Intestinal Microbiota Gross Anatomy Histology And Motility

An enlargement of the cecum in the Caesarean-derived guinea pigs was the first anatomical difference observed when the epoch of germ-free research started (1), and similar differences have been observed in all rodents so far investigated. This enlargement might partly be explained by an absence of mucin breakdown in the germ-free animals, partly by a reduced degradation of dietary compounds, such as fiber, and partly by a reduced sensitivity to biogenic amines in germ-free animals (11). Interestingly, it has been shown that a mono-association of germ-free animals with Clostridium difficile markedly reduced the cecum size (12).

For years, it was generally accepted that the villi were more slender and uniform in shape and that the crypts were shallower, containing less cells in germ-free animals as compared to their conventional counterparts. Moreover, the lamina propria was supposed to be thinner, and the turn-over rate of epithelial loss was slower. However, most recently it was shown—in germ-free, and conventional rats and mice—that age, gender, and the intestinal compartment actually under study have to be taken into proper consideration before stating significant differences (13-15).

Another striking difference than an enlarged cecum, is a reduction in spontaneous muscular activity in germ-free animals. This may in part be due to a reduced sensitivity to biogenic amines (11), partly also to a reduction in motor migrating complexes (16). Interestingly, it was found that mono-association of germ-free animals with some bacterial species, including a probiotic strain, switches the function from a GAC to an MAC pattern within a few days. Furthermore, the area of endocrine cells in the GI tract is enlarged in germ-free animals (17).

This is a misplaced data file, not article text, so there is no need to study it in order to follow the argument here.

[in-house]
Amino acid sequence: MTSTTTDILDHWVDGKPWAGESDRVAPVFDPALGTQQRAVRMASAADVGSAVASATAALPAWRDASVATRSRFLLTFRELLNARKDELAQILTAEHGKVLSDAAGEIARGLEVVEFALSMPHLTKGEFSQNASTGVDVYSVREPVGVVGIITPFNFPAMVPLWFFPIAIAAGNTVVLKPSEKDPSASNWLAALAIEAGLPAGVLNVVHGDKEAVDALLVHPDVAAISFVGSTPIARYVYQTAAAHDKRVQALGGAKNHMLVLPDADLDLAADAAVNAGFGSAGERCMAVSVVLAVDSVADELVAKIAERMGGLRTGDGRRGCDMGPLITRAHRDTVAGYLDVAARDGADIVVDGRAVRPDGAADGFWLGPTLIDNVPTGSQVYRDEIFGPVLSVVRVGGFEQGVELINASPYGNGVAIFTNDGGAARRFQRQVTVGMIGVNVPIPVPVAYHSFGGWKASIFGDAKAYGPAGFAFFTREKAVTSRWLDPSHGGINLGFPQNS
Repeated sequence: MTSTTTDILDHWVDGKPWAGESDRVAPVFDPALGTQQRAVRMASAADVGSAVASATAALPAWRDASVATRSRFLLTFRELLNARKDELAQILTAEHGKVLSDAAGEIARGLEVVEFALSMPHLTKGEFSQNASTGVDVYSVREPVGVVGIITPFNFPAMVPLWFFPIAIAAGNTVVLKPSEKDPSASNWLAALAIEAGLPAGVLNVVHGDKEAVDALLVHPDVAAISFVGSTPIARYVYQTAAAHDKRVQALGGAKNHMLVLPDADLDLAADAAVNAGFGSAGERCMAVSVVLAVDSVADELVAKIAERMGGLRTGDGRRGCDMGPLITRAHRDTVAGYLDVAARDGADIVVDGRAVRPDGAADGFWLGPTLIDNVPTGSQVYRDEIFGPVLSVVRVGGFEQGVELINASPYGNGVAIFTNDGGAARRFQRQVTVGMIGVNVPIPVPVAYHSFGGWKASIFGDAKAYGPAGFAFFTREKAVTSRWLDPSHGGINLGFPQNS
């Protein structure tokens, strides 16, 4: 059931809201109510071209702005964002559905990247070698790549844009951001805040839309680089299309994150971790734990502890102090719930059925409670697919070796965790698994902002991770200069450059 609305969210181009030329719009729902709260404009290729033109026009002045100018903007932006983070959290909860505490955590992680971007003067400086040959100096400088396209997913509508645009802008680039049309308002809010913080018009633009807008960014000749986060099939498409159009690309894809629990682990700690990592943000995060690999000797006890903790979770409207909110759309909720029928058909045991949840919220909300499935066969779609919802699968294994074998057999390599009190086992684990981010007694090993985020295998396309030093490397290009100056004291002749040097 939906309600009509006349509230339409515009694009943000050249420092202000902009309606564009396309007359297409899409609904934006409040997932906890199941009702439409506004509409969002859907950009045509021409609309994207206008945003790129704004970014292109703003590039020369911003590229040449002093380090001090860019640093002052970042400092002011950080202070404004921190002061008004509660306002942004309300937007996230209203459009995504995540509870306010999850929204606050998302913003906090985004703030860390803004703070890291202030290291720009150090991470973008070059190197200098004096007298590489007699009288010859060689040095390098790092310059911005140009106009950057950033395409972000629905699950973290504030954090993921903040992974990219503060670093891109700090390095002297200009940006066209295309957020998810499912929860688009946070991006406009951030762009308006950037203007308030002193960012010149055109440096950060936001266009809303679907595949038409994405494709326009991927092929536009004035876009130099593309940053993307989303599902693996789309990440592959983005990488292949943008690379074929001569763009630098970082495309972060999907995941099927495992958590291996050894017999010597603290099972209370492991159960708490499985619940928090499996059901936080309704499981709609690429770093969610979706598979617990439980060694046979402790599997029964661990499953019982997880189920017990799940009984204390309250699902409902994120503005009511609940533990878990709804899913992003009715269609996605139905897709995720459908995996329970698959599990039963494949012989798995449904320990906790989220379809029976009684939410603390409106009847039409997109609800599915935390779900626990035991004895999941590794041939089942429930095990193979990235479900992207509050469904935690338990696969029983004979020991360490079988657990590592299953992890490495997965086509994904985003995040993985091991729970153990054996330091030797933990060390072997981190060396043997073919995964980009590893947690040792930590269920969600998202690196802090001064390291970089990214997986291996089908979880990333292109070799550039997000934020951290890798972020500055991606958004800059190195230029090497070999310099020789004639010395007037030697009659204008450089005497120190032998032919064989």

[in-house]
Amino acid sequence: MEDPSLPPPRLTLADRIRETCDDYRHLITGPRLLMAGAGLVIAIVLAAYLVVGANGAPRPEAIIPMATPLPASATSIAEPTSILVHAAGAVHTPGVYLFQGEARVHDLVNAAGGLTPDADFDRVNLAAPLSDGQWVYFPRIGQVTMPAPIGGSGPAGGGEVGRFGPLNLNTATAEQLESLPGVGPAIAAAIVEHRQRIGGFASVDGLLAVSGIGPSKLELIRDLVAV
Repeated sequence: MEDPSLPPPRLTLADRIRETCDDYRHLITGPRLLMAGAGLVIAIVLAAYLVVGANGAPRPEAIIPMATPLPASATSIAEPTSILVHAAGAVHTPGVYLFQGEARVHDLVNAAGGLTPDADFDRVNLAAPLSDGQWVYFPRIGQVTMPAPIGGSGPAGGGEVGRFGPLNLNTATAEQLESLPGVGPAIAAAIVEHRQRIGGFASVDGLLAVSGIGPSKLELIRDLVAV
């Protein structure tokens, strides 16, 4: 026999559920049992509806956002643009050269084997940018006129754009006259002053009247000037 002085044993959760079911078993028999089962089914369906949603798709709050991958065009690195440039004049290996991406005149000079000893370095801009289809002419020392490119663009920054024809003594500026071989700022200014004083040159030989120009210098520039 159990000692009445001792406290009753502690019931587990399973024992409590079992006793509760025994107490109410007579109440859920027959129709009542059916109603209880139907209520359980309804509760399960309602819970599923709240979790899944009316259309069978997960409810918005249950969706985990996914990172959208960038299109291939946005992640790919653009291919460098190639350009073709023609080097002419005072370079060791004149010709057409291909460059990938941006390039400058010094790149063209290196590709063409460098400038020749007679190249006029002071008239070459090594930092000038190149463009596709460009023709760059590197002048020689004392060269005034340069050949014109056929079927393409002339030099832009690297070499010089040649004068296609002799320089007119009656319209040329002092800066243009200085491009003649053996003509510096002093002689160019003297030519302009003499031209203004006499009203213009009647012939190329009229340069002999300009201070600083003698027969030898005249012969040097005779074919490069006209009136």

Most recently it has been found that experimental post-surgical intestinal adhesion formation is markedly reduced in germ-free rats (18). After mono-associated with lactobacilli, i.e., a probiotic strain, the animals reacted similar to the germ-free control, whereas they switched to a conventional pattern after being mono-associated with Escherichia coli. Obviously, germ-free animals should be used for solving this important question in surgery.

Additionally, germ-free animals may express a compartmentalized reduced osmolarlity in intestinal content, an increased colloid osmotic pressure, a higher oxygen tension, and a higher redox potential than their conventional counterparts. As a consequence of this, strictly anaerobes are often difficult to establish as a monoculture in germ-free animals (this is often a dose-dependency).

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